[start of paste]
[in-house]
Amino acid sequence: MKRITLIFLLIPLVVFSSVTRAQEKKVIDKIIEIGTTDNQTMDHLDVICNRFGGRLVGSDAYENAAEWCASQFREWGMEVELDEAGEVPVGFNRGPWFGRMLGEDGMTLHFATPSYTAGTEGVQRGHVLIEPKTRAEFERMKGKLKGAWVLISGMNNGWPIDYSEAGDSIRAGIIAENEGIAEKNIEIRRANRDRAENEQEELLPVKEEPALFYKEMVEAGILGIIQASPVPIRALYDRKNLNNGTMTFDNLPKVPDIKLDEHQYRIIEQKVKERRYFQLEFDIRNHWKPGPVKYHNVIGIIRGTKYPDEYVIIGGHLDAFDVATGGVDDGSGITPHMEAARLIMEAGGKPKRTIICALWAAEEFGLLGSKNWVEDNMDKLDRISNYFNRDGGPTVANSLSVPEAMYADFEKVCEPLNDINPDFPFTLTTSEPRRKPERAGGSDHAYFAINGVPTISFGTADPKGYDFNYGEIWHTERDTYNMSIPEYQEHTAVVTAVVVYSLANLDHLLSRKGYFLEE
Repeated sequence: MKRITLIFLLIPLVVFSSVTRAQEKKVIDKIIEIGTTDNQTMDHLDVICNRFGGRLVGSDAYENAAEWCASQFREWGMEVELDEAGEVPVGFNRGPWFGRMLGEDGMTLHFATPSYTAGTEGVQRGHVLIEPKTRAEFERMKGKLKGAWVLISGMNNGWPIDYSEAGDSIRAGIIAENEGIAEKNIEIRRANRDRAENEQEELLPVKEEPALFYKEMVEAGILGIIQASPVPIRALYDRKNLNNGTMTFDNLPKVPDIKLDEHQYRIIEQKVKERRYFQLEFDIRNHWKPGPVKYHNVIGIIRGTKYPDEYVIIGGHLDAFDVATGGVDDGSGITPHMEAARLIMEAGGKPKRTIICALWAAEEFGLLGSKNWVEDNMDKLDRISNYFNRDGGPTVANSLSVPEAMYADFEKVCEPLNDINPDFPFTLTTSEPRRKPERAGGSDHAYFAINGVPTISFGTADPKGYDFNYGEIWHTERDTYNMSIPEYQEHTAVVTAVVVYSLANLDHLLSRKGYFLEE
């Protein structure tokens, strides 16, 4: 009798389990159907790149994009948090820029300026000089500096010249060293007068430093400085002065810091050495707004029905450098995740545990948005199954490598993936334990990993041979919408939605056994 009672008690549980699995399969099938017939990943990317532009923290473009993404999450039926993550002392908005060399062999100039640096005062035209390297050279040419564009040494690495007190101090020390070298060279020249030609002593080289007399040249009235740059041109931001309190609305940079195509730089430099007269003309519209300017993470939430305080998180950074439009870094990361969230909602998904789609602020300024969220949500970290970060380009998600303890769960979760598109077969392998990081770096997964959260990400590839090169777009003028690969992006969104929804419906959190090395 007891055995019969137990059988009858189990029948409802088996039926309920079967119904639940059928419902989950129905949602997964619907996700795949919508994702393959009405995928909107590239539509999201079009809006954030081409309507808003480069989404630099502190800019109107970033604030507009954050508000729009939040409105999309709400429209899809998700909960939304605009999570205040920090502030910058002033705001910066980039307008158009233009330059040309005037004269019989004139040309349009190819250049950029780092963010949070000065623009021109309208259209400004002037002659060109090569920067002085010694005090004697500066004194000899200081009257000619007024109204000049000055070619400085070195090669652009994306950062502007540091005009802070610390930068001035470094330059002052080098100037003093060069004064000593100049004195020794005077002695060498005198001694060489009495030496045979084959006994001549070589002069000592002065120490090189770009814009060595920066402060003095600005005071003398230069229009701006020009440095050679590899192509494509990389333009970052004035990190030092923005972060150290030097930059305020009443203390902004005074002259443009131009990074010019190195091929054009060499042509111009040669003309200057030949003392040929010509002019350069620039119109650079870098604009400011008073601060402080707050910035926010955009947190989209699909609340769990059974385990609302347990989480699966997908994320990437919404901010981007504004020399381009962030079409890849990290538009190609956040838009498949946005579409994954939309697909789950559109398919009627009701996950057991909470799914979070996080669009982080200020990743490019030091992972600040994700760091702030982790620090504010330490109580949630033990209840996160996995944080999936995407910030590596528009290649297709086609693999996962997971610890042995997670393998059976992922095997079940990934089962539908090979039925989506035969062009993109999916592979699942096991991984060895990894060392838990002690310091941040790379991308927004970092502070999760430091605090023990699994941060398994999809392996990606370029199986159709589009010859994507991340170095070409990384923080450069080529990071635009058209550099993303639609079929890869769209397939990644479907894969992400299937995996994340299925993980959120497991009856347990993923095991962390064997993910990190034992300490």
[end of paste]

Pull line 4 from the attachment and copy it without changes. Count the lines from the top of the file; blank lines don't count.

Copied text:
């Protein structure tokens, strides 16, 4: 009798389990159907790149994009948090820029300026000089500096010249060293007068430093400085002065810091050495707004029905450098995740545990948005199954490598993936334990990993041979919408939605056994 009672008690549980699995399969099938017939990943990317532009923290473009993404999450039926993550002392908005060399062999100039640096005062035209390297050279040419564009040494690495007190101090020390070298060279020249030609002593080289007399040249009235740059041109931001309190609305940079195509730089430099007269003309519209300017993470939430305080998180950074439009870094990361969230909602998904789609602020300024969220949500970290970060380009998600303890769960979760598109077969392998990081770096997964959260990400590839090169777009003028690969992006969104929804419906959190090395 007891055995019969137990059988009858189990029948409802088996039926309920079967119904639940059928419902989950129905949602997964619907996700795949919508994702393959009405995928909107590239539509999201079009809006954030081409309507808003480069989404630099502190800019109107970033604030507009954050508000729009939040409105999309709400429209899809998700909960939304605009999570205040920090502030910058002033705001910066980039307008158009233009330059040309005037004269019989004139040309349009190819250049950029780092963010949070000065623009021109309208259209400004002037002659060109090569920067002085010694005090004697500066004194000899200081009257000619007024109204000049000055070619400085070195090669652009994306950062502007540091005009802070610390930068001035470094330059002052080098100037003093060069004064000593100049004195020794005077002695060498005198001694060489009495030496045979084959006994001549070589002069000592002065120490090189770009814009060595920066402060003095600005005071003398230069229009701006020009440095050679590899192509494509990389333009970052004035990190030092923005972060150290030097930059305020009443203390902004005074002259443009131009990074010019190195091929054009060499042509111009040669003309200057030949003392040929010509002019350069620039119109650079870098604009400011008073601060402080707050910035926010955009947190989209699909609340769990059974385990609302347990989480699966997908994320990437919404901010981007504004020399381009962030079409890849990290538009190609956040838009498949946005579409994954939309697909789950559109398919009627009701996950057991909470799914979070996080669009982080200020990743490019030091992972600040994700760091702030982790620090504010330490109580949630033990209840996160996995944080999936995407910030590596528009290649297709086609693999996962997971610890042995997670393998059976992922095997079940990934089962539908090979039925989506035969062009993109999916592979699942096991991984060895990894060392838990002690310091941040790379991308927004970092502070999760430091605090023990699994941060398994999809392996990606370029199986159709589009010859994507991340170095070409990384923080450069080529990071635009058209550099993303639609079929890869769209397939990644479907894969992400299937995996994340299925993980959120497991009856347990993923095991962390064997993910990190034992300490």